Farming about twenty miles north of Springfield, IL and northeast of Indian Point, Oliver's pioneer family lived and worked near a young Abraham Lincoln at New Salem. A family story is that Oliver took wheat via wagon to be ground at the New Salem Grist Mill. That Mill supplied the surrounding countryside (as far as fifty miles away) with meal, flour and lumber. Oliver was only fifteen miles away. At the New Salem Grist Mill, Oliver would do business and discuss events of the day with a young Abe Lincoln. Years later, one New Salem villager recalled that Lincoln worked in the Mill "unloading sacks of wheat from farmers' wagons, measuring out and settling with them for the same." So the family story is quite credible.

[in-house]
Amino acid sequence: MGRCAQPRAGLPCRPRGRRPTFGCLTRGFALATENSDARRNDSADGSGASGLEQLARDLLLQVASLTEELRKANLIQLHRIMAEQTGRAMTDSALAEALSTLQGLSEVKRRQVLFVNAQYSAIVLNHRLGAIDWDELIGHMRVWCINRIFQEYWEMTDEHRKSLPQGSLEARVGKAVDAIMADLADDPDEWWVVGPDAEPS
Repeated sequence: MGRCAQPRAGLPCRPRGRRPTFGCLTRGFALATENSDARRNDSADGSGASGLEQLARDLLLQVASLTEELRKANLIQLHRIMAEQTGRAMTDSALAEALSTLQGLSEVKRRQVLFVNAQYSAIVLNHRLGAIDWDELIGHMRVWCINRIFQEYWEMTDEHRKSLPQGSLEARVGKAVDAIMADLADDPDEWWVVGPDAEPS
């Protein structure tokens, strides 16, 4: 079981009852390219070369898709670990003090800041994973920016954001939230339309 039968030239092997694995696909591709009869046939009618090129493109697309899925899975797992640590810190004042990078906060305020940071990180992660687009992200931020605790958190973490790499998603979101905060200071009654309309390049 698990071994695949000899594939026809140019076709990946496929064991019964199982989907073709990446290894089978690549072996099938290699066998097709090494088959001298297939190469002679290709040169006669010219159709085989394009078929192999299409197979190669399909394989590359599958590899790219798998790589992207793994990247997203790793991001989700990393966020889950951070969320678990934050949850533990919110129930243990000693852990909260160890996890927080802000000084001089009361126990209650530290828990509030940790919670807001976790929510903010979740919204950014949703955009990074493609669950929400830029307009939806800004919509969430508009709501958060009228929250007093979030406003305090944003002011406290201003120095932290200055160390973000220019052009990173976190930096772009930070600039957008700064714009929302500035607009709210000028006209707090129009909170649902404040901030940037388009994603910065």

Abel Wilder Estabrook - Robert Todd Lincoln's Teacher
Another Lincoln connection is through Oliver and Betsy's daughter, Laura Stone Culver (1827-1881). Laura married Abel Wilder Estabrook (1815-1904) on April 23, 1846. They were married for 52 years. Abel, who earned his A.M. (masters) from Illinois College, served as principal and a teacher at Springfield Academy, a private subscription school on the west side of Fifth Street, between Monroe and Market (now Capitol) Streets. Abraham and Mary Todd Lincoln sent their eldest son, Robert Todd Lincoln, to Abel's Springfield Academy. For three years (1850-1853), Abel taught Robert Todd Lincoln, Abraham and Mary's oldest son. Robert was aged 7 through 9 at that time. When the Springfield Public Schools began in 1859, Abel served on the school board, and was the first principal of the old Edwards School at Spring and Edwards. After the Civil War, Laura and Abel split time between Springfield and Rosamond (near Pana). Laura passed 28 Dec 1898; Abel passed in 13 Jan 1904.